Ralph helped his wife to a nearby bench. The sat and waited. Pretty soon all the people on the breakwater were looking for the lost diamond.

Two men shouted and started clambering toward Ralph. They pushed each other as they climbed. It reminded Ralph of the old Roller Derby show. The two men, puffing out of breath, stopped and stood in front of Ralph and Sue. As if rehearsed, they both said together, "I found it." and both held out identical diamonds.

Sue looked at the two diamonds. "They're both too big."

"Yeah," Ralph said. "Those are a lot bigger than we lost."

The two men looked at each other, turned, and ran back toward the breakwater.

Ralph noticed it was starting to rain lightly. "Let's go home," he said. He stood and rummaged through his coat pocket for his keys. "Mm. What's this?" He pulled a small pebble from his pocket. He held it up for Sue to see. It was the lost diamond.

"In your pocket?"

"Must have fallen off when you wanted my handkerchief."

The next morning, Ralph went for his morning walk while his wife slept. He picked up a morning paper and returned home to find his wife up and making french toast. The house smelled good of cinnamon and coffee.

"Look at this," Ralph held up the paper for her to see.

His wife squinted. "No glasses."

"I'll read it to you," Ralph cleared his throat and read the headline. "Thousands fooled by fake diamonds."

Sue laughed.

Ralph smiled, his smug smile.

Doran Beach, Doran Regional Park   •  Bodega Bay, Bodega, California   •  (Photo posted Monday 1 December 2008) internal link   •  (Photo taken Saturday 8 November 2008)   •  © 2008 Bryan Costales Creative Commons Attribution-NonCommercial License

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The tire was slowly being mashed flat
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Idle Word Games
Copyright 2008 Bryan Costales

"That tire looks tired," young Robby Waxman said, his nose pressed flat against the bus window.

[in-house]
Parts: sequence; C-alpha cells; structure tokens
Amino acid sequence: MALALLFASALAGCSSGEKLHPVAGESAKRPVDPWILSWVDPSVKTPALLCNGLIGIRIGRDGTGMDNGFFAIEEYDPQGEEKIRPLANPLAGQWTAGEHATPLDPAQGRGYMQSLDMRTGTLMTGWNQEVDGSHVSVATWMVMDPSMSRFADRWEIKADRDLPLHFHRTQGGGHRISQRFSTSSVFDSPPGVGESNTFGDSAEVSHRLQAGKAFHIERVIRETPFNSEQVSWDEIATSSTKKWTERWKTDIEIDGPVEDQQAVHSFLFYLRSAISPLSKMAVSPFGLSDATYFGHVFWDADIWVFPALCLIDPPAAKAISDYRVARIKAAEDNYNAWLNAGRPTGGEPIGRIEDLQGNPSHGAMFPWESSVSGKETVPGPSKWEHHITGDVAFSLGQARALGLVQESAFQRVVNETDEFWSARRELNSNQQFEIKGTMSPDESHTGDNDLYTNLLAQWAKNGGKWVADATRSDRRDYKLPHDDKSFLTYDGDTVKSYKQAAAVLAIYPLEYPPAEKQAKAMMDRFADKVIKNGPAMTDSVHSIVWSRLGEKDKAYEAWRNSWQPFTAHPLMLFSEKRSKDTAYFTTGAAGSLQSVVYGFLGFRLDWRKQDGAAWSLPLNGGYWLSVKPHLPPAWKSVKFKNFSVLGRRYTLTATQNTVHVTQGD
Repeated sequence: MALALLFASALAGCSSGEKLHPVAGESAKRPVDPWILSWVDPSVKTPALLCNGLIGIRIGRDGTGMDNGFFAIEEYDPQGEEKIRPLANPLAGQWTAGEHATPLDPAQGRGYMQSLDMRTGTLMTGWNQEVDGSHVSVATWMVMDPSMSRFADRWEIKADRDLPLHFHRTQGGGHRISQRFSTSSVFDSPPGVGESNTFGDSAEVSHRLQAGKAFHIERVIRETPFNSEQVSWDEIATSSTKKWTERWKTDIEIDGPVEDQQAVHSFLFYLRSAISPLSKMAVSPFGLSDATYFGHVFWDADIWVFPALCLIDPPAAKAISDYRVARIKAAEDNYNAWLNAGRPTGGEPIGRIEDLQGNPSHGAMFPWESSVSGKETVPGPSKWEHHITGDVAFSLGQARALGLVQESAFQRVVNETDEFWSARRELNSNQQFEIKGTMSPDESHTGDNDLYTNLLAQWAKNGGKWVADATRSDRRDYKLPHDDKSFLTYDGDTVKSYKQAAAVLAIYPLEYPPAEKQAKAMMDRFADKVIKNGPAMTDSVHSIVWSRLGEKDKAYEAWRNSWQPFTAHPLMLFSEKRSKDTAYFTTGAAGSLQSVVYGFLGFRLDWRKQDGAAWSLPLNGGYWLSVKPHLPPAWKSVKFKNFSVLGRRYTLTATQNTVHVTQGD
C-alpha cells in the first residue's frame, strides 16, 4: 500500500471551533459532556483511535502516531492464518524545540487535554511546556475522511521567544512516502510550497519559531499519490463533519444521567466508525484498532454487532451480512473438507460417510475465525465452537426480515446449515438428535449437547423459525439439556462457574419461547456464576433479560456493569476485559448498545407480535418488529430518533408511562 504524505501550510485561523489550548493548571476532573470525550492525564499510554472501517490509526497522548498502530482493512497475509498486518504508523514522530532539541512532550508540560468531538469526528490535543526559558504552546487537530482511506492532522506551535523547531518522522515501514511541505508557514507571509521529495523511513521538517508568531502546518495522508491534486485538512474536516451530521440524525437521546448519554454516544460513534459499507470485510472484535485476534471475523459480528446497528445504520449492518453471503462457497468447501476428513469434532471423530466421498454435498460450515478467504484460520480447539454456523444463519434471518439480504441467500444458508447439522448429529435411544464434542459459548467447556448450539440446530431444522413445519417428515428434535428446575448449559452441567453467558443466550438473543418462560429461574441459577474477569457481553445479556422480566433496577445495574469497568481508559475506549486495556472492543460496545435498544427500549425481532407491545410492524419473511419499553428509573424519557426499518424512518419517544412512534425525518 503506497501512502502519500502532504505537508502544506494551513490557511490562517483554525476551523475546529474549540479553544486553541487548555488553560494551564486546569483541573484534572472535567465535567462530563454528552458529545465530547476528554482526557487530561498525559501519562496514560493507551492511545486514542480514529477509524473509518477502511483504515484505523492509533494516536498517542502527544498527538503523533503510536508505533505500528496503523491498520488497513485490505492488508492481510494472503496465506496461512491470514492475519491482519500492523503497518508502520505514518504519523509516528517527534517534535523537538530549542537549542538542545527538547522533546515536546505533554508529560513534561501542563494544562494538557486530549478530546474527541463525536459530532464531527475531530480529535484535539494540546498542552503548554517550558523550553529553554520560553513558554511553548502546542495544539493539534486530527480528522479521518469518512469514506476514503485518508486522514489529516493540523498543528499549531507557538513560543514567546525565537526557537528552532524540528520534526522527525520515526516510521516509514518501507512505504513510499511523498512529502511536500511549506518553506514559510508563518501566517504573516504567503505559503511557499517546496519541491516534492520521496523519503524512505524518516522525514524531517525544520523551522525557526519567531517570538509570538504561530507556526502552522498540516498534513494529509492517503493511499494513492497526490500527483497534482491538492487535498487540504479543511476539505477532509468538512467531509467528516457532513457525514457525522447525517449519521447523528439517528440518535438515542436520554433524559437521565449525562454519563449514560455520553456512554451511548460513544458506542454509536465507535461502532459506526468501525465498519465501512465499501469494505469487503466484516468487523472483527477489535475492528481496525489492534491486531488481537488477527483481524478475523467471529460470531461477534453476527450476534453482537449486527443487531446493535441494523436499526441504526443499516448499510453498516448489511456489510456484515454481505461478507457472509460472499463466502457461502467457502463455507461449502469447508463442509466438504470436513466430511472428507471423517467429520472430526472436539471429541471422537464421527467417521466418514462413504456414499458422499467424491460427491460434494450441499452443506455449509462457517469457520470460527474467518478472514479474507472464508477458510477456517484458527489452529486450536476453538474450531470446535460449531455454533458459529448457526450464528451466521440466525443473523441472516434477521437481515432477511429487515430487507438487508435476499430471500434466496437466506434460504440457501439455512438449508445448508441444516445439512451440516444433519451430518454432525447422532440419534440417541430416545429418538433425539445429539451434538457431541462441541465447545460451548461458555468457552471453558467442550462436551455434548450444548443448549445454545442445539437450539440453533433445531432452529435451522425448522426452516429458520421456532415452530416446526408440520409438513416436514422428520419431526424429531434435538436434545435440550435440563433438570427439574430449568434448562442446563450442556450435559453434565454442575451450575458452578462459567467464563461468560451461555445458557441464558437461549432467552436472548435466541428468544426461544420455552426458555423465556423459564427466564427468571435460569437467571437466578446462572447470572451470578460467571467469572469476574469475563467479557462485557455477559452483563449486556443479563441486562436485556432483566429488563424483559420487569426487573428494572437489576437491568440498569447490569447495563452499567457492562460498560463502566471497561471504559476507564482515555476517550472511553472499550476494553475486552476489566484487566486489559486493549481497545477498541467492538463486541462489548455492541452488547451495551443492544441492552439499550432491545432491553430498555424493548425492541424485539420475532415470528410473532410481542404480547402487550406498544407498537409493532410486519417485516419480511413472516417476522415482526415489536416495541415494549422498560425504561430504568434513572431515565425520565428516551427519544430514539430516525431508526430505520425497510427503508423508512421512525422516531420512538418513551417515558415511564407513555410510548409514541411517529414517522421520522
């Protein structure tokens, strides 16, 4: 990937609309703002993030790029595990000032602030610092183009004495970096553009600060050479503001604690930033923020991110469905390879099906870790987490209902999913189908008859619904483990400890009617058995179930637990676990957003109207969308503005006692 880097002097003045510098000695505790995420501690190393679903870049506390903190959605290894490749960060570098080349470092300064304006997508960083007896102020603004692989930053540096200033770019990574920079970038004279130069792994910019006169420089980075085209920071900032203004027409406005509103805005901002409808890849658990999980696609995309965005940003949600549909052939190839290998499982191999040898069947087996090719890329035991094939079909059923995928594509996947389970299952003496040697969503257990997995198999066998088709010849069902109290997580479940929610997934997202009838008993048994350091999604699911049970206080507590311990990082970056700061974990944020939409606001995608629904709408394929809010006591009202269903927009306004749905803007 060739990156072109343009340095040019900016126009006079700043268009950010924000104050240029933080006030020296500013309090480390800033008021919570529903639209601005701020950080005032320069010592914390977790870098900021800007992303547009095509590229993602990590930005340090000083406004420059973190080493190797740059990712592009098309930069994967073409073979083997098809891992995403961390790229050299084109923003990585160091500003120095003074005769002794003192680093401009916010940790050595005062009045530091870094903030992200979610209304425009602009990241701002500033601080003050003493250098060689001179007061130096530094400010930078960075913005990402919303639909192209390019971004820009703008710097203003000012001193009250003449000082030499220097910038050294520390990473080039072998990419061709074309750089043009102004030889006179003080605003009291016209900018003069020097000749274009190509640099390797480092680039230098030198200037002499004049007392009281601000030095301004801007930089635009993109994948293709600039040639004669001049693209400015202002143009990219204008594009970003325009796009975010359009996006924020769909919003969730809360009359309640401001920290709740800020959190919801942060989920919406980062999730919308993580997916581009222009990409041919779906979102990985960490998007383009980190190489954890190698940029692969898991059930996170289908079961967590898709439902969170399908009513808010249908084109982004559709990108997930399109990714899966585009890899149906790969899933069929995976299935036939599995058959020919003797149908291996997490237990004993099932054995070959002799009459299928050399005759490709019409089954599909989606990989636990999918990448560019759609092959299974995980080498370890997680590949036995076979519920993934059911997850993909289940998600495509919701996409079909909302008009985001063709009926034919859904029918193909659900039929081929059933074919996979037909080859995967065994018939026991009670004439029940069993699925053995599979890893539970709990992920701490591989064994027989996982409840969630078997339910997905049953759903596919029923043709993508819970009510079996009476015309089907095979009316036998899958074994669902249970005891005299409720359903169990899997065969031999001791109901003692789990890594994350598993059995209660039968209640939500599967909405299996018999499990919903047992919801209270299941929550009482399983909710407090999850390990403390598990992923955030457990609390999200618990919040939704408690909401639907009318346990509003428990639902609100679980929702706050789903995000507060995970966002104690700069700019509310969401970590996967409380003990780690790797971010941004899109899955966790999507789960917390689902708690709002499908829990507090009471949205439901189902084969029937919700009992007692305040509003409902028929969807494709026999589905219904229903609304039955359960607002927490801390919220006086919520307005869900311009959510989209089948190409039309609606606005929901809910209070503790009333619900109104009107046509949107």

His brother Tim, in the seat just behind him said, "That wheel looks weary."

Tim was a bit older so could use a bit larger words than Robby could. It wasn't a matter of pride. He was only older, that was all. But his vocabulary could sometimes bother his younger brother.

Robby tapped the glass and asked, "What does weary mean?"


"So the wheel is tired?"

"Yeah." Tim laughed. "That's funny."

Their Mom got back on the bus. Her first words were, "You two stop fighting. I swear, I can't step out for a minute."

Robby sat up straight. He drew an X in the part of the window where his breath had fogged it.

"You are there," Tim said. "X marks the spot."

Robby looked around the seat. He was too short to look over it. "No," he said. "You're back there."

"I swear," their Mom said.

Tim laughed.

The bus started. Air conditioning erased the X from the window.

"Square one," Tim said.

"Buckle up," their Mom said.

Robby said, "You're square too."

Tim laughed.

Near the Tárcoles River, Costa Rica   •  (Photo posted Thursday 25 December 2008)   •  (Photo taken Tuesday 16 September 2008)   •  © 2008 Bryan Costales Creative Commons Attribution-NonCommercial License

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The bench was a bit too close to the curb
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Copyright 2008 Bryan Costales

She missed her dead husband so desperately, she could not let go. The former Mrs. Wendy Franks saw aspects of her husband in all men she passed. A young man's full mane of hair reminded her of her husband when he was young and spirited. A bald man made her miss all the more her last moments with him.

Months like this passed. Her women friends told her to travel. "Costa Rica," one friend said between bites of gourmet vegi-burrito. "It's a gentle country. A good place to heal."

Wendy flew south just as the snow at home was beginning to melt. Armed with one carry-on and an old guide book she'd found on the dusty floor of her closet, she arrived in San Jóse, Costa Rica at dawn, grief still tied tightly to her heart.

The guide book suggested a "diversionary," walk past "floral gardens." To Wendy, that sounded just right. The walk, however, was not as advertised. She passed a new, huge jail building gray and imposing, then crossed a busy street filled will cars, trucks, and brightly colored buses. Mid day, and overly warm, she arrived at a small rundown park.

Two men played chess. Her husband liked to play chess, and now Wendy felt guilty she had never learned. Another man walked a large dog. Her husband had grown up with dogs, but they as a couple never owned dogs. Dogs made her sneeze.

Wendy spotted a concrete bench on the edge of the lawn too near a road. It looked suspect but she was really tired, more than tired she felt worn, and needed rest.

The concrete of the bench was cool. In the street, mere inches from her feet was a puddle. It must have rained last night, she mused. Imagine that. Rain in February.

Something moved in the puddle. Something caused tiny ripples. Wendy stood and looked. Just below the shallow surface swam a tiny goldfish. The kind one might win at a fair. The kind her husband had once won tossing rings over Coke bottles.